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Environment: Get the values right to avert climate disaster

22 September 2023

Everything else is detail, leading voices in the environmental struggle tell Huw Spanner


IN JUNE — the hottest June on record both in the UK and globally — the NASA climate scientist Peter Kalmus wrote in The Guardian: “We’ve passed into a ferocious new phase of global heating. . . I’m terrified by what’s being done to our planet. I’m also fighting to stop it. You, too, should be afraid while also taking the strongest action you can take.

“There has never been a summer like this in recorded history: shocking ocean heat, deadly land heat, unprecedented fires and smoke, sea ice melting faster than we’ve ever seen or thought possible. I’ve dreaded this depth of Earth breakdown for almost two decades. . . Now it’s here. And mark my words: it’s all still just getting started.”

The bio-ecologist William Rees, professor emeritus at the University of British Columbia, has described today’s “techno-industrial” culture as “fundamentally dysfunctional” as it “is systematically — even enthusiastically — consuming the biophysical basis of its own existence”. Humankind, he says, is behaving like a “malignant parasite” to the earth.

Mike Berners-Lee, a Fellow of the Institute for Social Futures at Lancaster University and author of There is No Planet B: A handbook for the make or break years (2021), says that we are faced with “not just a climate crisis but a ‘polycrisis’: a whole lot of different things happening at once”.

Until recently, he says, “we could get away with living as if the earth was so big and robust it could pull itself back together, no matter what we did to it. That has completely changed — and yet we have not yet adapted to that new context. It’s now very clear that if we don’t make the transition to a new way of living, we’re going to hit terrible trouble.”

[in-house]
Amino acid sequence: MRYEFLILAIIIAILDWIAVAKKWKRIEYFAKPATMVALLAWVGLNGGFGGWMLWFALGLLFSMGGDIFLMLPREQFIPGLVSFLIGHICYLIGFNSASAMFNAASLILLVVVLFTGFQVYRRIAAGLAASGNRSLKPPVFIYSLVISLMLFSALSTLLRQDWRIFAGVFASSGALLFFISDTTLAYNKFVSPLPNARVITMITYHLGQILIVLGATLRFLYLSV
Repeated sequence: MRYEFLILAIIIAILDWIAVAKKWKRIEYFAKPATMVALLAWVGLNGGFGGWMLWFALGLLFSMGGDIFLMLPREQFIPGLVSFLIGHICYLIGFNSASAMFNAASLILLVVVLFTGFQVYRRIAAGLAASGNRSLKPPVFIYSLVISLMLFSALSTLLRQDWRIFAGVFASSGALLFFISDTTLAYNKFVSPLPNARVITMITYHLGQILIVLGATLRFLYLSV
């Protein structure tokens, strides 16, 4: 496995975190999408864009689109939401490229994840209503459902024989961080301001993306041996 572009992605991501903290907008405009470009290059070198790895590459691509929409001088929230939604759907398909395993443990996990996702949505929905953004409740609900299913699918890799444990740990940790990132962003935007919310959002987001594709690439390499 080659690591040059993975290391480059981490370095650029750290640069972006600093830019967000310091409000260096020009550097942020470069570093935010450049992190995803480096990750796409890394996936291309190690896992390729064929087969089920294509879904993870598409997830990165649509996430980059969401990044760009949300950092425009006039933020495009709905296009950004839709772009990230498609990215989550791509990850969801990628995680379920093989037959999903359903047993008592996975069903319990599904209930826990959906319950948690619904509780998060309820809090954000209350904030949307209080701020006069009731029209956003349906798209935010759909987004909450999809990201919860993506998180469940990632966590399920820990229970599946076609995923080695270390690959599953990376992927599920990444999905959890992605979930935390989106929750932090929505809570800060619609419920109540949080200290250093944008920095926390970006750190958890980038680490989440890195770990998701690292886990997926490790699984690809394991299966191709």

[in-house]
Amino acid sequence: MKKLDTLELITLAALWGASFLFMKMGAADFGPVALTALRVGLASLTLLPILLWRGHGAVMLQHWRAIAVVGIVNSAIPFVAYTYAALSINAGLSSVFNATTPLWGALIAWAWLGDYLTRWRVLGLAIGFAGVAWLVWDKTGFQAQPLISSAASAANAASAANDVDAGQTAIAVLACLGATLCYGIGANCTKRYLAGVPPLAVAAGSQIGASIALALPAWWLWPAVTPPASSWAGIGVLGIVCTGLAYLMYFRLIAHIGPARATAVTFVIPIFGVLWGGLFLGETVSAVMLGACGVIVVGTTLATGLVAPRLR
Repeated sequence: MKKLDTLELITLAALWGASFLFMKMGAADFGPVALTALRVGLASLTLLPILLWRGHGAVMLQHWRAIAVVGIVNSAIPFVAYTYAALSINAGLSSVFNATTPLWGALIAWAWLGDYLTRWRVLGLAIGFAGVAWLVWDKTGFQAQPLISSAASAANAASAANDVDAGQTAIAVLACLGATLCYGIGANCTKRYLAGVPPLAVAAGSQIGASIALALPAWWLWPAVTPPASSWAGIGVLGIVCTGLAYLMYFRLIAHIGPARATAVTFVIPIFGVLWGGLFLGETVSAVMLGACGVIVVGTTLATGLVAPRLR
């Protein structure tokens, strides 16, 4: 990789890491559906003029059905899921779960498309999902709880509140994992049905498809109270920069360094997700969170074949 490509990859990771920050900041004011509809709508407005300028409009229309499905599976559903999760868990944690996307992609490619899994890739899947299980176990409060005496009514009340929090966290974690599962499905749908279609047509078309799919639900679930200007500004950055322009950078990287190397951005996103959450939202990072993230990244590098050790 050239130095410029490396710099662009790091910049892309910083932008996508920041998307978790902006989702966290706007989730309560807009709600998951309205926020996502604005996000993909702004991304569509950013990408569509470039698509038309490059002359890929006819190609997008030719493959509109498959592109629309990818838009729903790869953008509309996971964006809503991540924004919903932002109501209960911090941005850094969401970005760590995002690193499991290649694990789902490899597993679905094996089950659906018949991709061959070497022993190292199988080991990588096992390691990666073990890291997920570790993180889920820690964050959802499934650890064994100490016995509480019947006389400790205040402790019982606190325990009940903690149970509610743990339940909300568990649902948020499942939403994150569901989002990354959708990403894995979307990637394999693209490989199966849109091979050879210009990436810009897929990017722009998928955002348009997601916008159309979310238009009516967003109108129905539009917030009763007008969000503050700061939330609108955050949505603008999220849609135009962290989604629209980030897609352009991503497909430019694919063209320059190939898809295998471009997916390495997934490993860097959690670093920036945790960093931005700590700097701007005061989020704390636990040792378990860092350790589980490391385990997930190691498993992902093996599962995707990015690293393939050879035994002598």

How, then, should people of conscience respond? Professor Berners-Lee says that, technically, it is “entirely possible” to deal with this crisis. “If we had a coherent, integrated approach [worldwide], it would absolutely not be beyond us to transition to clean energy, develop a sustainable food system, and all the rest of it.”

The situation “is like an evolutionary challenge, and we need to respond to it with a level of global co-operation we’ve never had before. How do we share the burdens, how do we share resources in a way that is fair and equitable? We need China and Russia, Saudi Arabia, the United States, Europe — and everywhere else, actually — all onside.

“We’re currently at war [in Ukraine, and elsewhere], and we need to be saying we’re on the same side, we trust each other, let’s solve this problem together. That looks very, very challenging.”

We can, he says, imagine much better “economic frameworks”: ways of looking at economic value that prioritise the well-being of people and planet. “It’s possible to imagine politics, too, working in a way that is participatory, inclusive, and respectful of all the people on the earth, and respectful of the planet as well.”